Emily was born in Thornton, Yorkshire, the daughter of Patrick Brontė, a cultivated man
who, in 1820, assumed the vicarage at Haworth amongst the moors so significant to Emily's
later literature. Her sisters, Charlotte and Anne, were also to acquire literary fame but
her elder sisters, Maria and Elizabeth, both died in childhood from tuberculosis.
Their brother Branwell had literary, and some artistic, talent being mainly noted for
his portraits of his sisters; but he succumbed to alcoholism in 1848. All four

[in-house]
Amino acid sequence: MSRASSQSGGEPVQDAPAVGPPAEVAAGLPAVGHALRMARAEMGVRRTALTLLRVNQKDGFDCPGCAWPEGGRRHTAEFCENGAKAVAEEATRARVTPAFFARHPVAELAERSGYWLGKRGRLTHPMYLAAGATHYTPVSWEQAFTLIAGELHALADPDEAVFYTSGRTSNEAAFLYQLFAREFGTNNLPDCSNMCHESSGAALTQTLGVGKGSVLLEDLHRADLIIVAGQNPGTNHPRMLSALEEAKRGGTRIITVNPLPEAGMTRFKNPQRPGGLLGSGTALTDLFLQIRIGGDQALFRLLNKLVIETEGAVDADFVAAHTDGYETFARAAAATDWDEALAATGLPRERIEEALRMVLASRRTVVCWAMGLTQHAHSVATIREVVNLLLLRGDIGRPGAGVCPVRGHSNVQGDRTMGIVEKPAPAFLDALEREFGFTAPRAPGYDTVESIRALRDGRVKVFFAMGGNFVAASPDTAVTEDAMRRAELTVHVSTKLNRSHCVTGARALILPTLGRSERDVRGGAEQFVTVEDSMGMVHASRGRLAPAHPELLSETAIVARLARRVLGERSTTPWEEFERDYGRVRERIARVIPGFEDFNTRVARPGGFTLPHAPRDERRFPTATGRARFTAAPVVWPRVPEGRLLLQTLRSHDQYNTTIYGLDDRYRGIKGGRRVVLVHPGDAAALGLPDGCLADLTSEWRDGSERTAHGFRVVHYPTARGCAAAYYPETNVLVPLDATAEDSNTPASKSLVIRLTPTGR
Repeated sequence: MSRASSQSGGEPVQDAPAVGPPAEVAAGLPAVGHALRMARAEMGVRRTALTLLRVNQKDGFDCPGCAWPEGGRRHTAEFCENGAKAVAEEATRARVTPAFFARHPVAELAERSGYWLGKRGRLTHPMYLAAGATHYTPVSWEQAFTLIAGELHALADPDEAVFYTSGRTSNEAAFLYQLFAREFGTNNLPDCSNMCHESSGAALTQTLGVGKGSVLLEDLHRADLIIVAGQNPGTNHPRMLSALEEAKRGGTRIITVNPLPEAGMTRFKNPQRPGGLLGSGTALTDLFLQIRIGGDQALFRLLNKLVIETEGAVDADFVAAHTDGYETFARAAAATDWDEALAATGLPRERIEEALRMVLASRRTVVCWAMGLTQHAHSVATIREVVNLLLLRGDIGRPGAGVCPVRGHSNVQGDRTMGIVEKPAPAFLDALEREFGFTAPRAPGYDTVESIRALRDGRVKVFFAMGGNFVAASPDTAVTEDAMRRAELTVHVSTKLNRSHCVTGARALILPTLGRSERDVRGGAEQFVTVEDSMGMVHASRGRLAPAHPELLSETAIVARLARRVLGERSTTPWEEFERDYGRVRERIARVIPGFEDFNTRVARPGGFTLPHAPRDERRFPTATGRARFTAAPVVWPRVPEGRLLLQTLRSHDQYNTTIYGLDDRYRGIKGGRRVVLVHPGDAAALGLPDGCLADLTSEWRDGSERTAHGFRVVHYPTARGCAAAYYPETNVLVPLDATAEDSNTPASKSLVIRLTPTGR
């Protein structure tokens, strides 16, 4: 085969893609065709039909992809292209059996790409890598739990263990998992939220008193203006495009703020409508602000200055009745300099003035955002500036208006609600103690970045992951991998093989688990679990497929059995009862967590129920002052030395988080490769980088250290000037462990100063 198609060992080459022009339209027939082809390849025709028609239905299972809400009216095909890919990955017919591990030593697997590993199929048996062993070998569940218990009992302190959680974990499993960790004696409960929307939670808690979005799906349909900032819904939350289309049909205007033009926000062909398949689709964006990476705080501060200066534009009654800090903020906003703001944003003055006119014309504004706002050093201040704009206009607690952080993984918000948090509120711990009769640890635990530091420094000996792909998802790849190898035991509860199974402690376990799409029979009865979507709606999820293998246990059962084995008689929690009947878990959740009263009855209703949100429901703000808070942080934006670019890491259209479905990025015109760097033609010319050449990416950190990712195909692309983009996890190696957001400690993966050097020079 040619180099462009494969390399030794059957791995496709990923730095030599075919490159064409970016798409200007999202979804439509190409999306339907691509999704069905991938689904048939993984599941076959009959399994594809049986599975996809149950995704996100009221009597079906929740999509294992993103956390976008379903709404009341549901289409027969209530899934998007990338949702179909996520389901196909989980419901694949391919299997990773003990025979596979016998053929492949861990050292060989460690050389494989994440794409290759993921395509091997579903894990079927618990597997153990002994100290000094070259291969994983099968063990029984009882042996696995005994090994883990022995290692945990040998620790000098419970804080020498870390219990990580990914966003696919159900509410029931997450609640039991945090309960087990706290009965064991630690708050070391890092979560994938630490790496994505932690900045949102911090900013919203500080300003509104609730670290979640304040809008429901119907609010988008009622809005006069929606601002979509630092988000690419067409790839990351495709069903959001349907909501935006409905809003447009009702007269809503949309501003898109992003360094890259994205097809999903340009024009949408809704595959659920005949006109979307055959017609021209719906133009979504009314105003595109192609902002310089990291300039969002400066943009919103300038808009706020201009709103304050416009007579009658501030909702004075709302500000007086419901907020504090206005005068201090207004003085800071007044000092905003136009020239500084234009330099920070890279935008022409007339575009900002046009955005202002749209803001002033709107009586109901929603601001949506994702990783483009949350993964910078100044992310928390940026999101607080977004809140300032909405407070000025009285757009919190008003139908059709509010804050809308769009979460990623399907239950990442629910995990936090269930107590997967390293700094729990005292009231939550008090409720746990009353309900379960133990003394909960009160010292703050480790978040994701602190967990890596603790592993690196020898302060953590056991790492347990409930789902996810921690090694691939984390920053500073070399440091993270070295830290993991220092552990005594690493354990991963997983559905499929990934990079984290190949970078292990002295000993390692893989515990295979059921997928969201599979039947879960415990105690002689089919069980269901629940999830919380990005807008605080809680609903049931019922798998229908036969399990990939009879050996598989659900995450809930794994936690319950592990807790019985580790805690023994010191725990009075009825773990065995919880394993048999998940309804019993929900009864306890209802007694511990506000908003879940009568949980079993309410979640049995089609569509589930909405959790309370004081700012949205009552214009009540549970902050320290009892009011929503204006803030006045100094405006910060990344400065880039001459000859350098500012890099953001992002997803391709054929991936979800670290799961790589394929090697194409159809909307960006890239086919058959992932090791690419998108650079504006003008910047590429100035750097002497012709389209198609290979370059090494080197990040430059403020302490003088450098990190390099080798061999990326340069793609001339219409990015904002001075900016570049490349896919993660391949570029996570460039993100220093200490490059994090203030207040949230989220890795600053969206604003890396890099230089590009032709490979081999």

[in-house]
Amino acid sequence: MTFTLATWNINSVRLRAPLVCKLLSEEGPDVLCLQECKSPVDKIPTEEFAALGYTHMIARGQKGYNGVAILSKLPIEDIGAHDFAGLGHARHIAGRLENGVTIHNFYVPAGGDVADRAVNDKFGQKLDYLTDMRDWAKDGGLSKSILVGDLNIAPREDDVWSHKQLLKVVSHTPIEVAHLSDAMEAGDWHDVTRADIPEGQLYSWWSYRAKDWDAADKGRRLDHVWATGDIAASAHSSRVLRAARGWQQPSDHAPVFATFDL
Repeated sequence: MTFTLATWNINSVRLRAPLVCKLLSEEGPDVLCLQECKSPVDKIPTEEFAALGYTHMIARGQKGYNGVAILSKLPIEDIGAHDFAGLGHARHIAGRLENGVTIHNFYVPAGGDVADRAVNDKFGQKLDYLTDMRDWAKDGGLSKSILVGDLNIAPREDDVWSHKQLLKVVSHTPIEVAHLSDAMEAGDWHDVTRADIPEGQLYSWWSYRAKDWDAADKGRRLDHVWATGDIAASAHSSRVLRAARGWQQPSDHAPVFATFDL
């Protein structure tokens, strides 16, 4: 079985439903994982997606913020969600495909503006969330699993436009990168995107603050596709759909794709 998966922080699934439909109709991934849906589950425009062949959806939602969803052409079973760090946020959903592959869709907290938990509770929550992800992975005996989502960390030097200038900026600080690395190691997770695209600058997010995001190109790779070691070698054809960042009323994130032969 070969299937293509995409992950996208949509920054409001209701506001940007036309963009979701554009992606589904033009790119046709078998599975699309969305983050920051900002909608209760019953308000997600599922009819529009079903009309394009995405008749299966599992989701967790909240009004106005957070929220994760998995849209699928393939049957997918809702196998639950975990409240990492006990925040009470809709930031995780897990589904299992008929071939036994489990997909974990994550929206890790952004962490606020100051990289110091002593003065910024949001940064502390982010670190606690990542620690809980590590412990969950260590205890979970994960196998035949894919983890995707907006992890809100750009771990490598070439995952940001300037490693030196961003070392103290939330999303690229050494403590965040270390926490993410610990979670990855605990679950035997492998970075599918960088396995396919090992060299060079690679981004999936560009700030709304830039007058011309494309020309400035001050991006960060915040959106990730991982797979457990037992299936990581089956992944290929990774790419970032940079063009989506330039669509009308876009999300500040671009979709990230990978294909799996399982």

surviving children co-operated in developing their literary talents in childhood
In 1838, Emily became a governess for a brief period before she and Charlotte attended a
school in Brussels learning French and German; but their ambition to start a school
proved unrewarded. After their return to England, the sisters published a collection
of poems using masculine pseudonyms, "Poems by Currer, Ellis and Acton Bell", where
the Christian name initials reflected their true identities; but the book failed to
excite commercial interest.
Whilst retaining her pseudonym, Emily wrote Wuthering
Heights in 1847 which became a literary success after her death and was published
under her real name by Charlotte in 1850.
Emily succumbed to the unhealthy climate of Haworth, however, and died, aged only 30,
of tuberculosis shortly after the death of Branwell.